Revenue Growth FY 2013 to 2015: 123%
Making a change: CVR’s explanation of what it does is simple: “Our job is to make you look good.”
The full-service advertising/marketing/PR firm’s message has attracted a number of new clients lately, including Allison Transmission, the United Way and Gleaners, which has fueled its growth. President Kevin Flynn said growth also occurred through a shift from being a traditional advertising agency that produced a lot of TV and print to being an integrated communications company where more than half of what it does is digital.
Turning 100: Six years ago, then-Caldwell VanRiper celebrated its 100th anniversary and Flynn noted that, for all the people impressed by its longevity, many didn’t care.
“They cared what we’d done in the last year because marketing is changing so rapidly that the history almost doesn’t matter anymore,” he said.
Call it CVR: The agency redid its brand a couple of years ago, shortening its name to CVR, and began hiring employees who grew up in the digital age. Flynn said CVR also changed its approach.
“We’re not curing cancer,” he said. “Let’s have fun and just be who we are. That’s really changed how we present ourselves, how we communicate, and it seems to be working.”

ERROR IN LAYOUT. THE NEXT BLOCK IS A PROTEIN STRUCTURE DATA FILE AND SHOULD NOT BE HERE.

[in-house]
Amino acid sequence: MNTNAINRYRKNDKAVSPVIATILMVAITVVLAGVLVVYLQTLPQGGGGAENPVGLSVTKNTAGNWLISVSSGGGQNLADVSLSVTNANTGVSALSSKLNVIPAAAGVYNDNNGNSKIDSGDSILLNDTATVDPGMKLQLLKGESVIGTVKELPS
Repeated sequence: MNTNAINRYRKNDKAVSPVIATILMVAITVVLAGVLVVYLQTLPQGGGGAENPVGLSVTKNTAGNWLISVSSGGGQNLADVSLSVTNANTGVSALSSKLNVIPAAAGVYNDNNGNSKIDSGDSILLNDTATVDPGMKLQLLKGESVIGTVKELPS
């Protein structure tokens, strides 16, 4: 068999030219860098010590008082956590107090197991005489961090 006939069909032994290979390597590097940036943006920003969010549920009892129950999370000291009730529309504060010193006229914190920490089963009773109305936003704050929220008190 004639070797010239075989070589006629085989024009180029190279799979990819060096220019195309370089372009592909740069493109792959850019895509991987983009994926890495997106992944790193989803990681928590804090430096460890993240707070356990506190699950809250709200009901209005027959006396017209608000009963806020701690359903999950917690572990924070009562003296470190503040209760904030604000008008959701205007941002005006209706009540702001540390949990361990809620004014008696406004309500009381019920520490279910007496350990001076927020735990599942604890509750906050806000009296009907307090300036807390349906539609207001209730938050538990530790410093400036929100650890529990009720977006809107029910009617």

How it competes: CVR aligns itself with clients who are looking for a full-service agency, Flynn said.
“We can’t compete against a website design house because that’s all they do. But we don’t just build a site. We do all the communication and branding and strategy, so you get different things when you use a full-service shop than when you use a specialist. That’s how we compete.”
The constant: Despite all the changes in CVR and the advertising industry, one thing remains the same, Flynn said.
“The fundamentals of telling a story haven’t changed. You’ve got to make it emotional, you’ve got to keep it simple. The channels have changed, the way we communicate has changed, but ultimately storytelling is the same.”•
Check out more of IBJ’s ranking of Indy’s fastest-growing companies.